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  • Writer's pictureJim Mercer

SamTastic Weekly Tip: 11/20/23 - Track Your Management Time

This week’s tip: Track your Management Time


Actually, TimeTrack already records your management time…but are you using your management data?


TimeTrack keeps record of all the events you enter. SAM teams tend to focus on instructional work, using the TimeTrack dashboard and quick links to see charts of graphs detailing the leader’s work, to improve teaching and learning. Great!

Looking at the time spent on management can be beneficial, too. This can help identify the need for First Responders. It can have other benefits, too.


Last week’s Marshall Memo detailed a study tracking students sent to the office for misbehavior in class. The data revealed wide differences in the number of referrals by teacher and reason. The study revealed a large number of referrals came from a small number of teachers. (see Marshall Meno article and links, below)


Data doesn’t tell you whether you are right or wrong. It does give you the opportunity to reflect and consider next steps in working with others. You don’t need a study to examine student referrals in your school. You can use TimeTrack.


There is a simple way to unlock your data on management work. Click the Options tab, select Management, click apply.











To track student referrals, you can create an event, select Management, Student Discipline, and associate with the teacher(s) making the referrals. For more detail, you can associate with the student, giving you data on the amount of time spent on referrals, who is being sent to the office and, importantly, frequency.


Of course, you can use NoteTrack to keep a narrative running record that will be retrievable based on the association, teacher and student.


A student referral can start as management for a leader. The time can flip to instruction if the leader uses time data to improve student learning behavior by working with teachers to better deal with student behavior in class. Working with students to improve their learning behavior is instructional. Using data to improve your work is golden.


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Data on Teachers Sending Students to the Office

In this article in Educational Researcher, Jing Liu (University of Maryland/College Park), Emily Penner (IZA Institute of Labor Economics, Germany), and Wenjing Gao (University of California/Irvine) report on their four-year study of teachers’ office discipline referrals in a large, diverse urban school district in California. Liu, Penner, and Gao drew on “exceptionally detailed administrative data” on students who got in trouble with teachers, noting that there was wide variation in what different teachers considered defiant and disruptive behavior. The study’s findings:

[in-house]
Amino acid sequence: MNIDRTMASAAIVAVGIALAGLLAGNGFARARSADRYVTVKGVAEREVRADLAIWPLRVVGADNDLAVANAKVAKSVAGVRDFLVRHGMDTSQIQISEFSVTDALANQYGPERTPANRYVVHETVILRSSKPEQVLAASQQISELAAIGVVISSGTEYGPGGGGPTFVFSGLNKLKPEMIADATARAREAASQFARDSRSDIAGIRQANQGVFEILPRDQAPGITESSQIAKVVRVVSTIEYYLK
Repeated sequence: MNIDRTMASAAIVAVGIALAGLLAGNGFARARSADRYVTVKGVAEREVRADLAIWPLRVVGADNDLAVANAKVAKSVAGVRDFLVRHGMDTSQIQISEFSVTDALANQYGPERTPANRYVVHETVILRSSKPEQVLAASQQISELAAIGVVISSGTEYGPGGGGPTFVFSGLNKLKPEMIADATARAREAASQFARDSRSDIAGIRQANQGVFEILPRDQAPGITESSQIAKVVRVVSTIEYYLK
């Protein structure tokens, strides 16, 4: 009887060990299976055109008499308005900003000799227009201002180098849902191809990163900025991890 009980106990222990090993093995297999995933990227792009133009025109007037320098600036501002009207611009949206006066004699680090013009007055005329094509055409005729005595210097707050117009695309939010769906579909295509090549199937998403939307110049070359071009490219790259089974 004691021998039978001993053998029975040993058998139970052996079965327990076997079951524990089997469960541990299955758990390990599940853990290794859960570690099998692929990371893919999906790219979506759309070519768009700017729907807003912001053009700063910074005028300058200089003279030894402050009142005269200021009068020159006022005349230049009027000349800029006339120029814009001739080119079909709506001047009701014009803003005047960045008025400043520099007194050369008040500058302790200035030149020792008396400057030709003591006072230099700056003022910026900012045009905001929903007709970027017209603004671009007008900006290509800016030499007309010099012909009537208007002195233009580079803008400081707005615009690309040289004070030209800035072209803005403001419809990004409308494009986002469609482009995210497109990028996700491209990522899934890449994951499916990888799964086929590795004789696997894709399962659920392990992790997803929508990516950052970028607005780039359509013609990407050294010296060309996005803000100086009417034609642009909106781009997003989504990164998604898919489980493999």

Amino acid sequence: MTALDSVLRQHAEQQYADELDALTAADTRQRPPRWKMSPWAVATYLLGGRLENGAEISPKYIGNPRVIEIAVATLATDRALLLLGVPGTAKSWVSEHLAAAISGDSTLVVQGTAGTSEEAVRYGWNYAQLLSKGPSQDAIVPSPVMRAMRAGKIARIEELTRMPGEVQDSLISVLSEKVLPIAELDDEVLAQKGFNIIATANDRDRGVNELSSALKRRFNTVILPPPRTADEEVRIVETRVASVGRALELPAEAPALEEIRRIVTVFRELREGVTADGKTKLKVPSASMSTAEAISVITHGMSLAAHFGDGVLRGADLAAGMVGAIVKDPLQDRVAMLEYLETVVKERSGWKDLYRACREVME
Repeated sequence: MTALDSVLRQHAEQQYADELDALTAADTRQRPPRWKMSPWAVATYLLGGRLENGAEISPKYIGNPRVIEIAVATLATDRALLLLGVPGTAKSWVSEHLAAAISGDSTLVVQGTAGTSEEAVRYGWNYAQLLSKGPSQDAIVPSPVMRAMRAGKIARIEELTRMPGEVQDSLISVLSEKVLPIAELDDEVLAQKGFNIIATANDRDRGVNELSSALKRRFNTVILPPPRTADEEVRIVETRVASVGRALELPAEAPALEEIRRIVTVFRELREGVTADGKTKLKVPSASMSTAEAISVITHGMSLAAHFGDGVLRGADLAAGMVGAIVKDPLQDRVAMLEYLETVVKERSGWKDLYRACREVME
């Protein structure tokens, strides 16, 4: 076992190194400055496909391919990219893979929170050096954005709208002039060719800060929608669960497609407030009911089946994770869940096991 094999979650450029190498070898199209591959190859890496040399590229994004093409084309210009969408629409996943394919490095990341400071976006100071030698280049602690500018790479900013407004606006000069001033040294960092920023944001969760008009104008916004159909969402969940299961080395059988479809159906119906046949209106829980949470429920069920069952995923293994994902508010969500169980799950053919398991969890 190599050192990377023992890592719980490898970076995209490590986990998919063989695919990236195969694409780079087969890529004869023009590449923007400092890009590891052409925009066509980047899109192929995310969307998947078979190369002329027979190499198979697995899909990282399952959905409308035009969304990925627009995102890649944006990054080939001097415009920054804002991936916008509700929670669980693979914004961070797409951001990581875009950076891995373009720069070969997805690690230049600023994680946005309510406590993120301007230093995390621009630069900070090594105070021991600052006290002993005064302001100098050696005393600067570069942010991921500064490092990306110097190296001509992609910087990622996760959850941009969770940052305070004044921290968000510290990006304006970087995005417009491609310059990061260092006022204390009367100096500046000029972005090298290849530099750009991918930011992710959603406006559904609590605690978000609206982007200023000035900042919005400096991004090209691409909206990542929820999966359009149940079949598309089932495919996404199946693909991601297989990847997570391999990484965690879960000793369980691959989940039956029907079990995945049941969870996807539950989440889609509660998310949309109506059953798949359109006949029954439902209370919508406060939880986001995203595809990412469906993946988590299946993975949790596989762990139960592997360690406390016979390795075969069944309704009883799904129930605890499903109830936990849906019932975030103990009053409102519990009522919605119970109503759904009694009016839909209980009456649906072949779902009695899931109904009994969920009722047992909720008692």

• Only about a third of teachers in the district ever made an office referral in a given year.

  • Half of those teachers referred fewer than five students a year.

  • The average referral rate was less than one student every two months.

  • A small number of teachers (1.7 percent) referred over 48 students a year.

  • These “top referrers” accounted for 34.8 percent of total office discipline referrals.

  • The less experienced teachers were, the more likely they were to be top referrers.

  • The top referrers were most likely to teach in middle schools.

  • Black and Hispanic teachers were much less likely to be top referrers than their white colleagues.

  • The top referrers were much more likely to refer more African-American and Hispanic students than white and Asian students.

  • The top 5 percent of referring teachers effectively doubled racial referring gaps in the district.

  • Those gaps cascaded into racial gaps in out-of-school suspensions.

  • Only about 25 percent of top referrers in a given year were still in that category the next year, and an even smaller percent the following year.

This last finding, say Liu, Penner, and Gao, “suggest that extensive referring behavior is quite malleable,” and can be changed by coaching on classroom management – especially among less-experienced teachers. The authors encourage school and district leaders to track office referral data in real time and intervene early with teachers who are frequent flyers.

“Troublemakers? The Role of Teacher Referrers in Expanding Racial Disciplinary Disproportionalities” by Jing Liu, Emily Penner, and Wenjing Gao in Educational Researcher, November 2023 (Vol. 52, #8, pp. 469-481); Liu can be reached at jliu28@umd.edu.

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